What are two things that eye doctors always tell you not to do? Don’t stare into the sun and don’t press your fingers into your eye sockets. Do as I say, not as I do.
So after he’s looked for awhile and confirmed first year’s findings, they go outside the room to call the retina resident fellow. As they’re doing so, they run into the actual retina specialty honest-to-goodness doctor. Apparently, it’s been awhile since third year has been in her presence, so they’re outside catching up for awhile.
There’s a reason I like dogs – I understand them. When I get bored and I’m feeling ignored or forgotten, I act out and occasionally get myself into trouble. This time, I was safe on the trouble part. I was exceedingly bored and forgotten, so I started playing with all of the equipment. I was in a typical eye exam chair with all of those neat opthamologic devices right in front of me. What else could I be expected to do?
So I pulled that light torture device to me first. Not much of interest. There was the joystick thing they play around with, but without the light being on, I couldn’t see what I was moving. Then I moved to the real treat – the superhero mask with all the little lenses. That kept me entertained for quite awhile. I really enjoyed flipping around that little “Is one better or two?” lens they’re always playing with. There’s all kinds of dials for them to play with over there. Next time you’re left alone at the eye doctor’s, give it a looksee.
Eventually, they all come in to the room (but not after I accidentally flicked all of the lights on and off. Honest, it was a power surge. I saw nothing.) and I find out who’s been taking up the resident’s time. Turns out, it’s basically the head of the clinic. Sweet! She gives me a quick exam and agrees with what the residents were seeing. The funny thing is, each one of them did the same exams, but as you went up the experience ladder, each one was faster.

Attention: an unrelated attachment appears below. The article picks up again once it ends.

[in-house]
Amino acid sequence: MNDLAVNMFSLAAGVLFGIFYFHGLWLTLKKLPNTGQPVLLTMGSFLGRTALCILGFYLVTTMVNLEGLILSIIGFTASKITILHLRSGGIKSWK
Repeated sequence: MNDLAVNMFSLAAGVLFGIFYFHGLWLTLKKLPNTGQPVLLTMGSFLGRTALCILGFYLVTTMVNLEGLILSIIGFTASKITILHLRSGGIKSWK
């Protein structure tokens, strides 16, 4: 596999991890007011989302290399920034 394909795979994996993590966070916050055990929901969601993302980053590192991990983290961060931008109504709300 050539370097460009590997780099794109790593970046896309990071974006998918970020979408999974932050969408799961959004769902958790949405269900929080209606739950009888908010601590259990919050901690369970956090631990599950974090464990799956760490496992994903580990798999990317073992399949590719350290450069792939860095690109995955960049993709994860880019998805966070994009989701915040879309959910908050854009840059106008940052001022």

Okay, I’ve kept you in suspense for enough time – the results. Basically, they can’t see anything that would definitively be causing the spots I’m seeing. They can see the floaters I have, but that’s something different. They also see two white spots in my right retina. I believe they called them something along the lines of “cotton balls.” I almost replied “nylon ass!” but was too intrigued to interject. Plus, everyone was still pink.
So these white spots could be caused by any number of things, but they think the most likely scenario is from me being anemic and neutropenic after the SCT. They want me to come in to their retina clinic on Monday morning so the fellow can take a look in my eyes with bright lights and poky sticks and they’ll also take a photograph of my retinae so they can see how they change over time. Basically, the cure for these white spots is to wait it out. Once whatever caused them is fixed, then they’ll eventually go away.
I received some great and glorious news when I returned to my room – I’m getting out tomorrow! They said if I really wanted, they could rush things and get me out tonight, but they’d prefer it if I stayed on through the night. For once, I’m not going completely apeshit in here, and I think that’s primarily due to this here laptop. Thanks again for letting me borrow it, Sue – you’ve saved my sanity, such as it is.
So tomorrow morning at some point I get to go home and see if we can do things right this time. Yay!